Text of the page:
Sir James George Frazer > The Golden Bough > Page 394
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Sir James George Frazer (1854–1941).  The Golden Bough.  1922.

Page 394
 
Vainly the oxen dragged the ploughs to and fro in the fields; vainly the sower dropped the barley seed in the brown furrows; nothing came up from the parched and crumbling soil. Even the Rarian plain near Eleusis, which was wont to wave with yellow harvests, lay bare and fallow. Mankind would have perished of hunger and the gods would have been robbed of the sacrifices which were their due, if Zeus in alarm had not commanded Pluto to disgorge his prey, to restore his bride Persephone to her mother Demeter. The grim lord of the Dead smiled and obeyed, but before he sent back his queen to the upper air on a golden car, he gave her the seed of a pomegranate to eat, which ensured that she would return to him. But Zeus stipulated that henceforth Persephone should spend two thirds of every year with her mother and the gods in the upper world and one third of the year with her husband in the nether world, from which she was to return year by year when the earth was gay with spring flowers. Gladly the daughter then returned to the sunshine, gladly her mother received her and fell upon her neck; and in her joy at recovering the lost one Demeter made the corn to sprout from the clods of the ploughed fields and all the broad earth to be heavy with leaves and blossoms. And straightway she went and showed this happy sight to the princes of Eleusis, to Triptolemus, Eumolpus, Diocles, and to the king Celeus himself, and moreover she revealed to them her sacred rites and mysteries. Blessed, says the poet, is the mortal man who has seen these things, but he who has had no share of them in life will never be happy in death when he has descended into the darkness of the grave. So the two goddesses departed to dwell in bliss with the gods on Olympus; and the bard ends the hymn with a pious prayer to Demeter and Persephone that they would be pleased to grant him a livelihood in return for his song.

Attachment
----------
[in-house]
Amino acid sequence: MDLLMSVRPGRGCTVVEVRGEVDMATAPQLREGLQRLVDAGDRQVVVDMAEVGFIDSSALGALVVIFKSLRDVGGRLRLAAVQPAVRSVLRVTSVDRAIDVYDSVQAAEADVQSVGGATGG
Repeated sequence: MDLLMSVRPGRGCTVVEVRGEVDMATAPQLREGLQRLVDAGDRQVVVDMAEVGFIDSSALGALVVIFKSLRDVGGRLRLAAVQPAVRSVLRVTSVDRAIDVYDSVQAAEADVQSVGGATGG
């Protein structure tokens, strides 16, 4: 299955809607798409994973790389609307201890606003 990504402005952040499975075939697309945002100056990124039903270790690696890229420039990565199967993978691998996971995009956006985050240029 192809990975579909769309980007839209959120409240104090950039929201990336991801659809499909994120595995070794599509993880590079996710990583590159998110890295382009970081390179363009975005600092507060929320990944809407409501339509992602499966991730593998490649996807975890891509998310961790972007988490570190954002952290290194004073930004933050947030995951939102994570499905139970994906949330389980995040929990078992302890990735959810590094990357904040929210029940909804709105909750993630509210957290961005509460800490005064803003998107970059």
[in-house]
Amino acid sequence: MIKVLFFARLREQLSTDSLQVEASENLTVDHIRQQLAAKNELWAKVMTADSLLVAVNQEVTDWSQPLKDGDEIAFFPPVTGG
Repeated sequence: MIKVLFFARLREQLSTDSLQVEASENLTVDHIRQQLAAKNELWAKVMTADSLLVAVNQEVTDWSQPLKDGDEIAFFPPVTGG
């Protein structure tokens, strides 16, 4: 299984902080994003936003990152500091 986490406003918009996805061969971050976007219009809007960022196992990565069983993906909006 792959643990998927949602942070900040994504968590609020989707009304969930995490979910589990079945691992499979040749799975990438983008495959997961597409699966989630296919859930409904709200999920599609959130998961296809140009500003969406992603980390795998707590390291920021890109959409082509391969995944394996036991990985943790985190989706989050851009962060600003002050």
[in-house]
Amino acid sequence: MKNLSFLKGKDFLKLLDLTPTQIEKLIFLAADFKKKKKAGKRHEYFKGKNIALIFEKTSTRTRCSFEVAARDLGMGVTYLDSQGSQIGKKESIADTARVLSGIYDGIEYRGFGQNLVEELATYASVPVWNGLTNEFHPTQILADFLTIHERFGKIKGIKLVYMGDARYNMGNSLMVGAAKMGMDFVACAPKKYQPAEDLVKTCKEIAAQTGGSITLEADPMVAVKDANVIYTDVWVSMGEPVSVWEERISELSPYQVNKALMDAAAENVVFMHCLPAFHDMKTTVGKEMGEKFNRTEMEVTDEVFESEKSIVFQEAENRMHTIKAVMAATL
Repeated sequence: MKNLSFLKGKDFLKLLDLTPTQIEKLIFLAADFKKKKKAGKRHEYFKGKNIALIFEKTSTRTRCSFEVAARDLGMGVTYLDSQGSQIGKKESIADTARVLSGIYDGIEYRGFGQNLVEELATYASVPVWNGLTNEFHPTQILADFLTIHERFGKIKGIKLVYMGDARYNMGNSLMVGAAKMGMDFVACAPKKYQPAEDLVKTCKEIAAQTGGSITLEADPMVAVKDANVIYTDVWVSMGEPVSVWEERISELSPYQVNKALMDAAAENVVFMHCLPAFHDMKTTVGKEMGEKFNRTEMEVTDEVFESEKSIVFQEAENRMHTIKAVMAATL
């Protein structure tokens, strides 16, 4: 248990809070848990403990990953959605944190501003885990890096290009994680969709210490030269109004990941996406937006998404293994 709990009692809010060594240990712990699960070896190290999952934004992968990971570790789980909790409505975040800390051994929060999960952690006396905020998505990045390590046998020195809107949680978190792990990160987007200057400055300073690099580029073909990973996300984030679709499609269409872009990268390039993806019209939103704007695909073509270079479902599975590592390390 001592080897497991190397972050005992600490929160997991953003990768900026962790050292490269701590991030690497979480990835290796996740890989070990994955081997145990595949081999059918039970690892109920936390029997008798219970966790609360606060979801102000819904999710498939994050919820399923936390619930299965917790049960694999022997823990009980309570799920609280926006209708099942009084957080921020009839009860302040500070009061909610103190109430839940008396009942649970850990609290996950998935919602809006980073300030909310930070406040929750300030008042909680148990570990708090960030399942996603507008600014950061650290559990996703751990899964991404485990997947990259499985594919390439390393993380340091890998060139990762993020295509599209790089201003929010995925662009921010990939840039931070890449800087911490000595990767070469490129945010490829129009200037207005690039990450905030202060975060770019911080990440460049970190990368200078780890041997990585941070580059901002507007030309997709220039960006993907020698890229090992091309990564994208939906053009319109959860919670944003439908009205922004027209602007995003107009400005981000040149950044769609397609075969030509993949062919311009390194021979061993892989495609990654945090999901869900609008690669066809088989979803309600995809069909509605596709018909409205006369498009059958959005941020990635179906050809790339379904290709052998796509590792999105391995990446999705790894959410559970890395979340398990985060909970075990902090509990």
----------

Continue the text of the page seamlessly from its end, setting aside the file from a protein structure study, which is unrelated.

It has been generally recognised, and indeed it seems scarcely open to doubt, that the main theme which the poet set before himself in composing this hymn was to describe the traditional foundation of the Eleusinian mysteries by the goddess Demeter. The whole poem leads up to the transformation scene in which the bare leafless expanse of the Eleusinian plain is suddenly turned, at the will of the goddess, into a vast sheet of ruddy corn; the beneficent deity takes the princes of Eleusis, shows them what she has done, teaches them her mystic rites, and vanishes with her daughter to heaven. The revelation of the mysteries is the triumphal close of the piece. This conclusion is confirmed by a more minute examination of the poem, which proves that the poet has given, not merely a general account of the foundation of the mysteries, but also in more or less veiled language mythical explanations of the origin of particular rites which we have good reason to believe formed essential features of the festival. Amongst the rites as to which the poet thus drops significant hints are the preliminary fast of the candidates for initiation, the torchlight procession, the all-night vigil, the sitting of the candidates, veiled and in silence, on stools covered with sheepskins, the use of scurrilous

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